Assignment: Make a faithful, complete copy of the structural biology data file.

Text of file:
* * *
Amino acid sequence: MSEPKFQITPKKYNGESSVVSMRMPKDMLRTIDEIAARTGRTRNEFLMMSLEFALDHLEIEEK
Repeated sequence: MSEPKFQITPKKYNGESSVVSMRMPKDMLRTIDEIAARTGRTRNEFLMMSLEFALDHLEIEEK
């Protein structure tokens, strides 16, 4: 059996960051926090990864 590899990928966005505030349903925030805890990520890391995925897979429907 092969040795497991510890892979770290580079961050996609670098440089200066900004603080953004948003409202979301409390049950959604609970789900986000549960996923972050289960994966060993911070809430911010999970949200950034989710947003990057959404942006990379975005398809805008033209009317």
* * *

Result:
Amino acid sequence: MSEPKFQITPKKYNGESSVVSMRMPKDMLRTIDEIAARTGRTRNEFLMMSLEFALDHLEIEEK
Repeated sequence: MSEPKFQITPKKYNGESSVVSMRMPKDMLRTIDEIAARTGRTRNEFLMMSLEFALDHLEIEEK
């Protein structure tokens, strides 16, 4: 059996960051926090990864 590899990928966005505030349903925030805890990520890391995925897979429907 092969040795497991510890892979770290580079961050996609670098440089200066900004603080953004948003409202979301409390049950959604609970789900986000549960996923972050289960994966060993911070809430911010999970949200950034989710947003990057959404942006990379975005398809805008033209009317």